Denmark to develop digital passport to prove vaccinations

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COPENHAGEN, Denmark (AP) – The Danish government said on Wednesday it was partnering with companies to develop a digital passport that would show whether people have been vaccinated against the coronavirus, allowing them to travel and help ease restrictions on public life.

Finance Minister Morten Boedskov told a press conference that “in three or four months a digital corona passport will be ready to be used, for example, for business trips”.

“It is absolutely crucial for us to be able to restart Danish society so that companies can get back on track. Many Danish companies are global companies with the whole world as a market, ”he added.

As a first step, before the end of February, Danish citizens could see official confirmation of their vaccination on a Danish health website.

“This will be the extra passport that you can have on your cell phone that will document that you have been vaccinated,” Boedskov said. “We can be among the first in the world to have it and show it to the rest of the world.”

The coronavirus has seen an almost total halt in international travel as countries try to contain the spread of the virus. Large European airlines, for example, carry one tenth of their normal traffic.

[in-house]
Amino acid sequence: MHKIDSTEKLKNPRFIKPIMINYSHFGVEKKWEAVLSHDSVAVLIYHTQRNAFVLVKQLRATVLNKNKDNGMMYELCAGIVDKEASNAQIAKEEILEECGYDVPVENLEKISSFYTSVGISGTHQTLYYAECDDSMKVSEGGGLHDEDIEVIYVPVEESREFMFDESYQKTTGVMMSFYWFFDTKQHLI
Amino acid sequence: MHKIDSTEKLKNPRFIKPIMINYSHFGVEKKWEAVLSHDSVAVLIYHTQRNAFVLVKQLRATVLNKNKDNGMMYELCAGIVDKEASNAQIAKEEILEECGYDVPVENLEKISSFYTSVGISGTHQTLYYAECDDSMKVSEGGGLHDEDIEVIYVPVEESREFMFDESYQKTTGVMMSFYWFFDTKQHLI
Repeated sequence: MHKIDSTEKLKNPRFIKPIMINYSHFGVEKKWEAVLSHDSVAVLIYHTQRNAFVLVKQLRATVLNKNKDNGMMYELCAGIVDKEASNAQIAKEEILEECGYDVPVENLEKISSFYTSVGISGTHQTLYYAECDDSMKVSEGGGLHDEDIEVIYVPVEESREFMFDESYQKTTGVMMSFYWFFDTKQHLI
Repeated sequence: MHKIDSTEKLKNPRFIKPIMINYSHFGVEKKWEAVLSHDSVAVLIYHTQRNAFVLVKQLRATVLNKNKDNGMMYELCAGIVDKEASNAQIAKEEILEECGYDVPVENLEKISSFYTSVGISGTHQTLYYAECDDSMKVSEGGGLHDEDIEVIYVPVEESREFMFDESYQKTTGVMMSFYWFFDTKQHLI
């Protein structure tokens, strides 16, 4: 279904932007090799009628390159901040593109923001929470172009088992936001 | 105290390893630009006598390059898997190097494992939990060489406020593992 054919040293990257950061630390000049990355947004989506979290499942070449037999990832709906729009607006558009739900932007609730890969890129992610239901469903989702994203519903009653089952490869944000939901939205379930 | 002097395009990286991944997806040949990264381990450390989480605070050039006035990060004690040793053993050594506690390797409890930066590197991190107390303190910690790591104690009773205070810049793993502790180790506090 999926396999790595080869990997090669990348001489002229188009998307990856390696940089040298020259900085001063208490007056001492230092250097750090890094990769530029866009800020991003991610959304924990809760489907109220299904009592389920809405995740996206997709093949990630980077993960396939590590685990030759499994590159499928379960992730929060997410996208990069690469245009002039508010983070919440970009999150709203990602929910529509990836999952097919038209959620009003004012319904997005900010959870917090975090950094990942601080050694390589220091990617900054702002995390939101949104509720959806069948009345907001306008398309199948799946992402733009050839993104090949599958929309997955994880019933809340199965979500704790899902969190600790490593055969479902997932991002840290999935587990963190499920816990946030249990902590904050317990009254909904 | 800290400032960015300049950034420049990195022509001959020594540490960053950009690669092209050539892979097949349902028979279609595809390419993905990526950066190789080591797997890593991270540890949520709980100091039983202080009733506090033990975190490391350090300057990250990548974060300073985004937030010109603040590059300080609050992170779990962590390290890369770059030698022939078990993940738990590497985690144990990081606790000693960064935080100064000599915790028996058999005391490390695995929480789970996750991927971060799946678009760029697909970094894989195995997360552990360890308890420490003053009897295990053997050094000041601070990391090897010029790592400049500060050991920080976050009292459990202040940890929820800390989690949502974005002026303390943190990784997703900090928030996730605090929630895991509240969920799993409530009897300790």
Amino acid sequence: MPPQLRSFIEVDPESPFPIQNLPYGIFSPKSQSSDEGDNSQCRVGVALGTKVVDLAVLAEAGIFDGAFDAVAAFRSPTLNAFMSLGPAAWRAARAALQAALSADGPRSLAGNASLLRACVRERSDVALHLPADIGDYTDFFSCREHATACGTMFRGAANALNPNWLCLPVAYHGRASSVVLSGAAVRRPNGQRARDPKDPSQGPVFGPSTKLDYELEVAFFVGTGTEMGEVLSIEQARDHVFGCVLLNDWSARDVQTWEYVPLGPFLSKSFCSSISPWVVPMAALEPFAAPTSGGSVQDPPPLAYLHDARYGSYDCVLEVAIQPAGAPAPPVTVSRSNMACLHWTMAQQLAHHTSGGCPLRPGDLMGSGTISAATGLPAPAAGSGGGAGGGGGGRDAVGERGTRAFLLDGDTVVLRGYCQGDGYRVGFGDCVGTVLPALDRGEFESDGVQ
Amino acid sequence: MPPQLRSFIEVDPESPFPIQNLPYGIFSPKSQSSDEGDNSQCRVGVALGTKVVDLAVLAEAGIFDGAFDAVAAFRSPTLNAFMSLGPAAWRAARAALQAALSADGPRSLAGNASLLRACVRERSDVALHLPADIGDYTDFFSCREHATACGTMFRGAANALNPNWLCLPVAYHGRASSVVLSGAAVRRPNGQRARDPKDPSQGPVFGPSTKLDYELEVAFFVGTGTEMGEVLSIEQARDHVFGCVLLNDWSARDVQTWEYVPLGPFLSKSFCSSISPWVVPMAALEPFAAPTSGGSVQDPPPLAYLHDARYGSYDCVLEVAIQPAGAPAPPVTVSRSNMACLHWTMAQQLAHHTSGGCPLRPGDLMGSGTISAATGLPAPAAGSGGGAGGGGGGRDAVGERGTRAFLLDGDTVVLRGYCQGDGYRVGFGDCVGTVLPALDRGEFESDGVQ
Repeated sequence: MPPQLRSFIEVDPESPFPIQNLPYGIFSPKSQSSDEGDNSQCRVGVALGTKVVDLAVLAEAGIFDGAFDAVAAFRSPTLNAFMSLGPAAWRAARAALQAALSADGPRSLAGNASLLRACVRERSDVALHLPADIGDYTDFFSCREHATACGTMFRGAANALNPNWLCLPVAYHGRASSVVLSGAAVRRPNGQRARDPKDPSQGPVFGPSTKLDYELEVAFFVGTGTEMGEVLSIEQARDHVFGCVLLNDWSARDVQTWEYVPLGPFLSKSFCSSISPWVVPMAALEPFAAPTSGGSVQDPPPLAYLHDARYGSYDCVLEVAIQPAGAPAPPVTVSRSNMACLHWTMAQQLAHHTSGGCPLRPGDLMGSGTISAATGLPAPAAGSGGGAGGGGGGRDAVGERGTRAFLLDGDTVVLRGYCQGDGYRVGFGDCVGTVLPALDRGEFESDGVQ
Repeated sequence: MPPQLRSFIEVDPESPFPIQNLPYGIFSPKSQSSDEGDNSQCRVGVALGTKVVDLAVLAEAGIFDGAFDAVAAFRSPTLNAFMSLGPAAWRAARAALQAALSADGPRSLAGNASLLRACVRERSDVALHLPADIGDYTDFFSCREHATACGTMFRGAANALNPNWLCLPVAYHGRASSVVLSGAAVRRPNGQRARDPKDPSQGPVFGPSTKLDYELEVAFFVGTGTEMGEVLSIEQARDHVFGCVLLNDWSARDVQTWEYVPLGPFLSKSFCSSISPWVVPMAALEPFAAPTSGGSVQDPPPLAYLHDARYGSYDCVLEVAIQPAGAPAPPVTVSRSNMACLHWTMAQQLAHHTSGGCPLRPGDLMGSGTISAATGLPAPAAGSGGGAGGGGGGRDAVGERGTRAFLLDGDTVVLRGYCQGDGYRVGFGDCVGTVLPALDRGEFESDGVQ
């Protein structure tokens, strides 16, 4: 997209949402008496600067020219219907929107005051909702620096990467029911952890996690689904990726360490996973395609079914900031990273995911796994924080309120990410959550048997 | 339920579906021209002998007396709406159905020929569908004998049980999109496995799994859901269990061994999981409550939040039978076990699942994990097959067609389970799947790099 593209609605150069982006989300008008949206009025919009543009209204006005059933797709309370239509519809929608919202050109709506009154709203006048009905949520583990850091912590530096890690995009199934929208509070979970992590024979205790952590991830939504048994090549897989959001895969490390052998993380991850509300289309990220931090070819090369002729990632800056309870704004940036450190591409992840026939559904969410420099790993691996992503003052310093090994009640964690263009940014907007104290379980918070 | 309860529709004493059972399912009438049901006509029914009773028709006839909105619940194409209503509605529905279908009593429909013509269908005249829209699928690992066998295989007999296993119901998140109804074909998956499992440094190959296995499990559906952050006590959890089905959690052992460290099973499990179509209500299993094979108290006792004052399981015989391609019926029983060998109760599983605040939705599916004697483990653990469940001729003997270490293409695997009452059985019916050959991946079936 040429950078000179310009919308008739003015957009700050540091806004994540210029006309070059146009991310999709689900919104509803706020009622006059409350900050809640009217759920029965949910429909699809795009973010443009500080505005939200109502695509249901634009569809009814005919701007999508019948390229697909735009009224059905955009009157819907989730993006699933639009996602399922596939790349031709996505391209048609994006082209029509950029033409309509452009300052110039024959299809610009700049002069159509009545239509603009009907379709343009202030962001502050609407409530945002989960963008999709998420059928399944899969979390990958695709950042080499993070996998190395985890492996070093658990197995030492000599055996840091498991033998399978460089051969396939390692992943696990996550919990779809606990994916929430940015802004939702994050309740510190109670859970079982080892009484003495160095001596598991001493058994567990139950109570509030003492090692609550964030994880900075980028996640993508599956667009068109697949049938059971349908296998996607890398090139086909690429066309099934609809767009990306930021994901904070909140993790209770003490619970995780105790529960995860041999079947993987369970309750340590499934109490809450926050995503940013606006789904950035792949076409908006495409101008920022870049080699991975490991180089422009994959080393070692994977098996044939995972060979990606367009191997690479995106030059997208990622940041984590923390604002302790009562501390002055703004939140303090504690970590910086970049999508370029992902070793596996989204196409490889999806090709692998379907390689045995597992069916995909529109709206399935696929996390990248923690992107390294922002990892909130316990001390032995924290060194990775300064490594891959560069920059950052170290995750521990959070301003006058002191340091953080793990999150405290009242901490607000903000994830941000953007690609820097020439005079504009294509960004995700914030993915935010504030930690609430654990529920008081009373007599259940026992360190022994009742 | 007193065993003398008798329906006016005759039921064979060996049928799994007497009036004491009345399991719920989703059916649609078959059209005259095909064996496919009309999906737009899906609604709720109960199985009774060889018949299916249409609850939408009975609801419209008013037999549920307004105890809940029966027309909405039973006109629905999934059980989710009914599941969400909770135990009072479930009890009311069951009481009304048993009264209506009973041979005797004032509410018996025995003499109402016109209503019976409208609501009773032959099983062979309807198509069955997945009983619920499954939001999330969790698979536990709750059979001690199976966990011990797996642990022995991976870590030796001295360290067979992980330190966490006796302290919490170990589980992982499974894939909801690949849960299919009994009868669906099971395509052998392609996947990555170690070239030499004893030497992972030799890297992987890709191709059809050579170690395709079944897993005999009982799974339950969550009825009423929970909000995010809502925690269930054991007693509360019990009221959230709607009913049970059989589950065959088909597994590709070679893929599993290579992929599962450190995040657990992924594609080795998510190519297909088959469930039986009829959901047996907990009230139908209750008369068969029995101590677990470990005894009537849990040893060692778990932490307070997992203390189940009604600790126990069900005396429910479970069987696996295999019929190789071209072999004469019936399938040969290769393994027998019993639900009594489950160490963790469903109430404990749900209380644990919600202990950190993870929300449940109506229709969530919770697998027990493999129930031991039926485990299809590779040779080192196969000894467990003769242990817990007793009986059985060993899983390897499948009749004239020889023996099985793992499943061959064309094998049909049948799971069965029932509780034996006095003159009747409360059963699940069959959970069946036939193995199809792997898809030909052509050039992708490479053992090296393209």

The presentation of the Danish government was made with representatives of the main trade organizations, the Confederation of Danish Industries, which represents the main Danish companies, and the Danish Chamber of Commerce.

Denmark, like neighboring Nordic and Baltic countries, has moved in recent years to a fully digital system to reduce bureaucracy with online platforms that support electronic authentication and digital signatures to enable paperless communications in the private and public sectors.

The European Commission, meanwhile, has weighed proposals to issue vaccination certificates to help travelers get to their holiday destinations faster and avoid another disastrous summer for Europe’s tourism sector. But the EU executive arm said that for now, these certificates would only be used for medical purposes, for example to monitor possible side effects of vaccines.

Some similar digital passports are under development to help travelers safely show that they have complied with COVID-19 testing requirements. One, called CommonPass, says it could track vaccinations as well.

Estonia said on Tuesday it would allow passengers arriving in the country with proof of COVID-19 vaccination to avoid quarantine requirements.

The Baltic country said the certificate must meet certain criteria, including information about when the vaccine was made, what vaccine was used, the vaccine issuer and the vaccine lot number. The certificate must be written in Estonian, Russian or English.

The Danish government has said it will decide later whether the digital passport should be used for purposes other than travel to help reopen public life.




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